The Simple Steps To Creating A Marketing Message To Attract More Ideal Clients

June

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Your marketing message must match the market or the audience you intend to attract. How do you do this? That's what I'm going to break down in today's episode. We're going to talk about the simple steps to creating a marketing message to attract more ideal clients.

Join Tim Fitzpatrick for this week’s episode of The Rialto Marketing Podcast!

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The Simple Steps To Creating A Marketing Message To Attract More Ideal Clients

Your marketing message must match the market or the audience you intend to attract. How do you do this? That's what I'm going to break down in today's episode. We're going to talk about the simple steps to creating a marketing message to attract more ideal clients.

Hi, I am Tim Fitzpatrick with Rialto Marketing, where we believe you must remove your revenue roadblocks if you want to accelerate growth and get where you want to go faster. We also believe marketing shouldn't be difficult. Thank you so much for taking the time to tune in.

Look, Dan Kennedy has influenced me a lot from the marketing side of things. He is the GOAT of direct response marketing as far as I'm concerned. But he talks about this concept of market message media match. We got to understand the market we're going after. We have to have a message that resonates with that market and then the media, the marketing channels, the tactics we use to get in front. All of them, right? All of those need to be in alignment. They need to match if your marketing is going to work long term, long term and consistently.

What I'm going to focus on in today's episode is the messaging aspect of that. What are some of the key components that you need to have in your messaging playbook? We call it Rialto marketing, a magnetic messaging playbook that we put together and marketing messaging. You know, there's not a whole lot new in it, right? The fundamentals of it have not changed. I was heavily influenced by folks like Dan Kennedy, the folks over at Storybrand. They have done a really good job of boiling marketing messaging down into some pretty simple and easy to understand concepts. But what I'm going to talk about today, there's, there's nothing new here, okay? But I think fundamentals of marketing messaging are very easy to skip and overlook. So I want to break down. I'm going to talk about twelve different aspects of your messaging playbook that I think are critically important.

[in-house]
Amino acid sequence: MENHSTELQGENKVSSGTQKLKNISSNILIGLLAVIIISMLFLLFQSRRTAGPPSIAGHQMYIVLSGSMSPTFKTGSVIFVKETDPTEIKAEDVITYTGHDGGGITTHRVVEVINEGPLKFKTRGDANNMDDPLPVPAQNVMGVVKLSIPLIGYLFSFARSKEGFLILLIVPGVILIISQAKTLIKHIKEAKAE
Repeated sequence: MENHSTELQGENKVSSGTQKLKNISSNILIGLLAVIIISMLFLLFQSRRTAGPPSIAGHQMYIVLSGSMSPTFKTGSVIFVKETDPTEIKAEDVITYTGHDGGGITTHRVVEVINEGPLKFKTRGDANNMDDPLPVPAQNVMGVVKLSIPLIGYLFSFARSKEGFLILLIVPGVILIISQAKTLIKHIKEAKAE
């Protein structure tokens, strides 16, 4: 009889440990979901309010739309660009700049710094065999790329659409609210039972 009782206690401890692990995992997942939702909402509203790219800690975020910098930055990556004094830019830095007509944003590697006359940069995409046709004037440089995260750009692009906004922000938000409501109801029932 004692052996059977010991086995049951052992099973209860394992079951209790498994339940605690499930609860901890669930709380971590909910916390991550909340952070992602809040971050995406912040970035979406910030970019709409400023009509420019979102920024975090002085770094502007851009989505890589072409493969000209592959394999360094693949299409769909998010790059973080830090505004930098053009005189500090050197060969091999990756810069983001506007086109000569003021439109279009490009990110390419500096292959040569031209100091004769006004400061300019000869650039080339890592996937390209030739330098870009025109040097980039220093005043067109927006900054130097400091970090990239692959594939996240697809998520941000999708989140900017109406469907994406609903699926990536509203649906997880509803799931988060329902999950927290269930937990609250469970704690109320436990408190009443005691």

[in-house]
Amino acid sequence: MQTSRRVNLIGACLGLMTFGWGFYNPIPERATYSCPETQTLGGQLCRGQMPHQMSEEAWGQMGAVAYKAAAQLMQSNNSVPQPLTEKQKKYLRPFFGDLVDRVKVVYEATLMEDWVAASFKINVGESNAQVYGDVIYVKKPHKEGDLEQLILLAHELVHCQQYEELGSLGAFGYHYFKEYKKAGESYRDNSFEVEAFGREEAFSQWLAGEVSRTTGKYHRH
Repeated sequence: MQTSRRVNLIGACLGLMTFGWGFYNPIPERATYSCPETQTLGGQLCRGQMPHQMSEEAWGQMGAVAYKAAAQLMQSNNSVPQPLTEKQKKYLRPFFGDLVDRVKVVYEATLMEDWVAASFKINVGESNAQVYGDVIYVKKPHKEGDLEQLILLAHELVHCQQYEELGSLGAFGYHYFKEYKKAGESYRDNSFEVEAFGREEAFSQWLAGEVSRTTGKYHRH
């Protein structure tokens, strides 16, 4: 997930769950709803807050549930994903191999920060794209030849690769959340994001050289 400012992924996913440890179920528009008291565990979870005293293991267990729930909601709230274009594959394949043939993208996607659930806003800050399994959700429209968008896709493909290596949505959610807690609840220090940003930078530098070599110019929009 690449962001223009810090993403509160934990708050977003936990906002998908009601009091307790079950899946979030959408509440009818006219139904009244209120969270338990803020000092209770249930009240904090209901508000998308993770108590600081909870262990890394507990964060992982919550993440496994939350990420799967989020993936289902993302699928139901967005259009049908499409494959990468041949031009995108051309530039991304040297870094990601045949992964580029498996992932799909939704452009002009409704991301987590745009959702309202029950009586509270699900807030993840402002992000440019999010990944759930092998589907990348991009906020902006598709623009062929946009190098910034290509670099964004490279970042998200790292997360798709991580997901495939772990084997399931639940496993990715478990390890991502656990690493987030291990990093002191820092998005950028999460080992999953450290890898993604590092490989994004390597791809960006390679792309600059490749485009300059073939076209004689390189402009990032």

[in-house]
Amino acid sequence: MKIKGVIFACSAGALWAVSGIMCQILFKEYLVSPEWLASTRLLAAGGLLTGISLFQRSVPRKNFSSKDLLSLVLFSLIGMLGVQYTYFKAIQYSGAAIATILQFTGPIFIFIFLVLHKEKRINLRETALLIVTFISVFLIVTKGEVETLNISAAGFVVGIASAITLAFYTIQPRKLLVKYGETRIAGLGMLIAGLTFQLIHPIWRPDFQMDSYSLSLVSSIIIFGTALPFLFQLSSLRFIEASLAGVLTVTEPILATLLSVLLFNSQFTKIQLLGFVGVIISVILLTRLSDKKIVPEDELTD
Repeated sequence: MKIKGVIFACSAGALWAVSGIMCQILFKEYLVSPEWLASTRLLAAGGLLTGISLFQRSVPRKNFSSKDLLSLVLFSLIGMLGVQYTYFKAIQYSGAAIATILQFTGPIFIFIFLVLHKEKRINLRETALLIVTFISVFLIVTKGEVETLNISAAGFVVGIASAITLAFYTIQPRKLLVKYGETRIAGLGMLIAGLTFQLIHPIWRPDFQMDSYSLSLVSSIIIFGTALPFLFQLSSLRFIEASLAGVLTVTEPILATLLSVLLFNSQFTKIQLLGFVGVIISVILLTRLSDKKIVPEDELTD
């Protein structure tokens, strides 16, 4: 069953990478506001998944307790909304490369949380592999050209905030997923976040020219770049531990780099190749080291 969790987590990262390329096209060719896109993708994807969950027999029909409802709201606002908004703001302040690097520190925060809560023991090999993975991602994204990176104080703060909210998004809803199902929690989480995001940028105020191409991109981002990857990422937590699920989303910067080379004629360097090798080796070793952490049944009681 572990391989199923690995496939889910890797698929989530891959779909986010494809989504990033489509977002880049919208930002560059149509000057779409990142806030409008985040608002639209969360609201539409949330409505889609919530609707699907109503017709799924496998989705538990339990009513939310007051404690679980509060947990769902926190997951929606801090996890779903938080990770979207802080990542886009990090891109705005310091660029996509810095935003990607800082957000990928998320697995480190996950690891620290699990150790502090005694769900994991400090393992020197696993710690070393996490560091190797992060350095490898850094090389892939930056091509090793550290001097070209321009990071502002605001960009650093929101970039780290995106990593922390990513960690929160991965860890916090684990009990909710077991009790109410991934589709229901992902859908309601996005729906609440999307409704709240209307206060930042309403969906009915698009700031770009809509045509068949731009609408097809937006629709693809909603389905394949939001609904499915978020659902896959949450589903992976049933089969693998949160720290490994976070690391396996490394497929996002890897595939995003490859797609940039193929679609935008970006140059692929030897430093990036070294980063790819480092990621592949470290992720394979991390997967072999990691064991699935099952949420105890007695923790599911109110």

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12 Different Aspects of a Messaging Playbook that are Critically Important

So first one is the character, right? The hero in the story. And you are not the hero, okay? Your clients are the hero, the main character in the story. We are inviting your clients into a story where they are the hero and you are the guide or that trusted advisor. So the first thing we need to understand about our clients, right? The character, the main character in the story is what do they want? What do they want as it relates to what you do? And we need to identify that because we need to touch on that in our marketing message.

The second thing we need to understand are the various problems and there are multiple types of problems. One, there's a villain, right? There's a villain in every story. What are your clients battling each and every day that you help them combat or fight? One of the villain that we talk about a lot is information overload when it comes to marketing. We're all battling this information overload when it comes to marketing. And that gets in our way of successful marketing. There is an external problem, right? Or problems that they face, right? What are those common problems that they are faced with as a result of that villain that's in this story? There's an internal problem, right? How is it making them feel? How are the external problems and the villain making them feel? And then there's a philosophical problem. The philosophical problem is just like, what's plain wrong about them having to deal with these various problems? I touched on the philosophical problem we focus on in the beginning of this episode, right? Marketing shouldn't be difficult. It is for a lot of people because they're battling information overload and they don't know what to do. They're not sure what their next steps are, or they just guess as a result, right? And it's just throw stuff up against a wall. And all of these things make marketing really difficult. But it shouldn't be that way. Doesn't have to be that way.